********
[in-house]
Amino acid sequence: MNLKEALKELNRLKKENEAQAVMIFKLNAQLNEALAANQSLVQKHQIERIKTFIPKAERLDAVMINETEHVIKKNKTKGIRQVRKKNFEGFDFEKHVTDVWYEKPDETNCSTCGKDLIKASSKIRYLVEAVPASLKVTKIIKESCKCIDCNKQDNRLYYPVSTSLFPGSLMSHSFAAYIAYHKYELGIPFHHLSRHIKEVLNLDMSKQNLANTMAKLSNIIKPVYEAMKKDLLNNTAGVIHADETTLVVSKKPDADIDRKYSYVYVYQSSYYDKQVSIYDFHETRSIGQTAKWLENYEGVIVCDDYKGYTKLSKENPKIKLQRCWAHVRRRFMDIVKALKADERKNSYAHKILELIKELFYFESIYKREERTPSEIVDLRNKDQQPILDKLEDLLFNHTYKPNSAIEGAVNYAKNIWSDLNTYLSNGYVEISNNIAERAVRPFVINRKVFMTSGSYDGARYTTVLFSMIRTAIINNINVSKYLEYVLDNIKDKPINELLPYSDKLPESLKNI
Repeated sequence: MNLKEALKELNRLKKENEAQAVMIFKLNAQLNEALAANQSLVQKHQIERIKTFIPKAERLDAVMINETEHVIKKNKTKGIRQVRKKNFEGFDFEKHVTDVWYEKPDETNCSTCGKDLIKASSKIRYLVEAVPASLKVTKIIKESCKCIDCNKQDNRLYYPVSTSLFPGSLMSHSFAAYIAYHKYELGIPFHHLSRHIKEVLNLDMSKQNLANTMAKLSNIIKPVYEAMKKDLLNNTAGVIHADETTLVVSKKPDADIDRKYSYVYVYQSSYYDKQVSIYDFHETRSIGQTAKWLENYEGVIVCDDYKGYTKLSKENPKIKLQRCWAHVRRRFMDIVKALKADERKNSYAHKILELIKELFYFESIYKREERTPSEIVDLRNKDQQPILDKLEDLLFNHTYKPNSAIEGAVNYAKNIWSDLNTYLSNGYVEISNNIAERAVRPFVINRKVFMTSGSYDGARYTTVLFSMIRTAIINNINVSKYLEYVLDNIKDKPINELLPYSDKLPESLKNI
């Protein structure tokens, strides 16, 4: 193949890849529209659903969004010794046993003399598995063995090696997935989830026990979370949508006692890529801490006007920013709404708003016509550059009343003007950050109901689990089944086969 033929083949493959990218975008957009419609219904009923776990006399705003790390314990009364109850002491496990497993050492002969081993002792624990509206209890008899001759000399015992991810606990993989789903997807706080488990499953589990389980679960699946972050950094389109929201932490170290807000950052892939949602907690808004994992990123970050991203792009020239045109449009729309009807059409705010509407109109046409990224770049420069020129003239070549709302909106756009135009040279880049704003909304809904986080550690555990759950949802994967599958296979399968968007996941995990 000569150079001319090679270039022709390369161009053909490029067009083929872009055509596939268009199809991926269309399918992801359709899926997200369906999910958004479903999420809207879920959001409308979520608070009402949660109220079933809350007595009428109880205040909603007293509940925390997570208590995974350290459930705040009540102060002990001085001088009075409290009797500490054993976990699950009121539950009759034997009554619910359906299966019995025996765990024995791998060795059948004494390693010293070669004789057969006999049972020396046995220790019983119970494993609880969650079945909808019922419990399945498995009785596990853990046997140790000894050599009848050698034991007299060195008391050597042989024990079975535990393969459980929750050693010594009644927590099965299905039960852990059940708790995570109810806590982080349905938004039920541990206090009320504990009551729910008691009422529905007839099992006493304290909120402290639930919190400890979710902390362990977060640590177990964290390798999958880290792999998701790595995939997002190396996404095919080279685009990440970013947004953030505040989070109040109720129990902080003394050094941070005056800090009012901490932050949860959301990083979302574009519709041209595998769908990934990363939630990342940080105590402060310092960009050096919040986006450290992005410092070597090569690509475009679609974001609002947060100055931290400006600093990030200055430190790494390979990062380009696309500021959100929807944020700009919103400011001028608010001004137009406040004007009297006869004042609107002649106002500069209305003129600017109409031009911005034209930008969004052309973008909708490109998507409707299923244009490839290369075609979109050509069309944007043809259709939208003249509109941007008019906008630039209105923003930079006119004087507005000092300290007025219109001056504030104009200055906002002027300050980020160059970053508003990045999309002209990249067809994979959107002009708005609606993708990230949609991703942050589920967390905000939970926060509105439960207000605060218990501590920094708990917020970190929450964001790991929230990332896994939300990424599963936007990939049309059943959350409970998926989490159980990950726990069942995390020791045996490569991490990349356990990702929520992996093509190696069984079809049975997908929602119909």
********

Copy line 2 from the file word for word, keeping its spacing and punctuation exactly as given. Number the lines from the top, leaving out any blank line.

Amino acid sequence: MNLKEALKELNRLKKENEAQAVMIFKLNAQLNEALAANQSLVQKHQIERIKTFIPKAERLDAVMINETEHVIKKNKTKGIRQVRKKNFEGFDFEKHVTDVWYEKPDETNCSTCGKDLIKASSKIRYLVEAVPASLKVTKIIKESCKCIDCNKQDNRLYYPVSTSLFPGSLMSHSFAAYIAYHKYELGIPFHHLSRHIKEVLNLDMSKQNLANTMAKLSNIIKPVYEAMKKDLLNNTAGVIHADETTLVVSKKPDADIDRKYSYVYVYQSSYYDKQVSIYDFHETRSIGQTAKWLENYEGVIVCDDYKGYTKLSKENPKIKLQRCWAHVRRRFMDIVKALKADERKNSYAHKILELIKELFYFESIYKREERTPSEIVDLRNKDQQPILDKLEDLLFNHTYKPNSAIEGAVNYAKNIWSDLNTYLSNGYVEISNNIAERAVRPFVINRKVFMTSGSYDGARYTTVLFSMIRTAIINNINVSKYLEYVLDNIKDKPINELLPYSDKLPESLKNI